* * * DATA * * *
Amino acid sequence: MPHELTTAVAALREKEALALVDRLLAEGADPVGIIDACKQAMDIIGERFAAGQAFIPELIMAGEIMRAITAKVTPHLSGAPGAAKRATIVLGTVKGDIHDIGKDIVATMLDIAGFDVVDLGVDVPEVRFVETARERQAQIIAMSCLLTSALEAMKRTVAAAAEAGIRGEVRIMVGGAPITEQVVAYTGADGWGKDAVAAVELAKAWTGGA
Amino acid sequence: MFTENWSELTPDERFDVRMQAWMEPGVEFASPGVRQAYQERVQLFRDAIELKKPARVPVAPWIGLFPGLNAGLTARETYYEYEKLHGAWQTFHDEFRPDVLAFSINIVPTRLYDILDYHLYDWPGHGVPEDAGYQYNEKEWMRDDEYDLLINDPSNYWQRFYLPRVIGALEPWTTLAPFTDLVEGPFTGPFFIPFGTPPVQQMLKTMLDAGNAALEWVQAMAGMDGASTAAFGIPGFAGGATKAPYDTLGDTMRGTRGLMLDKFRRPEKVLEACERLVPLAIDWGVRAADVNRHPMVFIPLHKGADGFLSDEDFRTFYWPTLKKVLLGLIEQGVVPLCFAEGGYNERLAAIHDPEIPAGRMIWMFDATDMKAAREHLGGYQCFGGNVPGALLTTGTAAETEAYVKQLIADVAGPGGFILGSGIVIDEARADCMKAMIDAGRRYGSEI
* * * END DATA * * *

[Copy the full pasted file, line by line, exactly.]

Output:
Amino acid sequence: MPHELTTAVAALREKEALALVDRLLAEGADPVGIIDACKQAMDIIGERFAAGQAFIPELIMAGEIMRAITAKVTPHLSGAPGAAKRATIVLGTVKGDIHDIGKDIVATMLDIAGFDVVDLGVDVPEVRFVETARERQAQIIAMSCLLTSALEAMKRTVAAAAEAGIRGEVRIMVGGAPITEQVVAYTGADGWGKDAVAAVELAKAWTGGA
Amino acid sequence: MFTENWSELTPDERFDVRMQAWMEPGVEFASPGVRQAYQERVQLFRDAIELKKPARVPVAPWIGLFPGLNAGLTARETYYEYEKLHGAWQTFHDEFRPDVLAFSINIVPTRLYDILDYHLYDWPGHGVPEDAGYQYNEKEWMRDDEYDLLINDPSNYWQRFYLPRVIGALEPWTTLAPFTDLVEGPFTGPFFIPFGTPPVQQMLKTMLDAGNAALEWVQAMAGMDGASTAAFGIPGFAGGATKAPYDTLGDTMRGTRGLMLDKFRRPEKVLEACERLVPLAIDWGVRAADVNRHPMVFIPLHKGADGFLSDEDFRTFYWPTLKKVLLGLIEQGVVPLCFAEGGYNERLAAIHDPEIPAGRMIWMFDATDMKAAREHLGGYQCFGGNVPGALLTTGTAAETEAYVKQLIADVAGPGGFILGSGIVIDEARADCMKAMIDAGRRYGSEI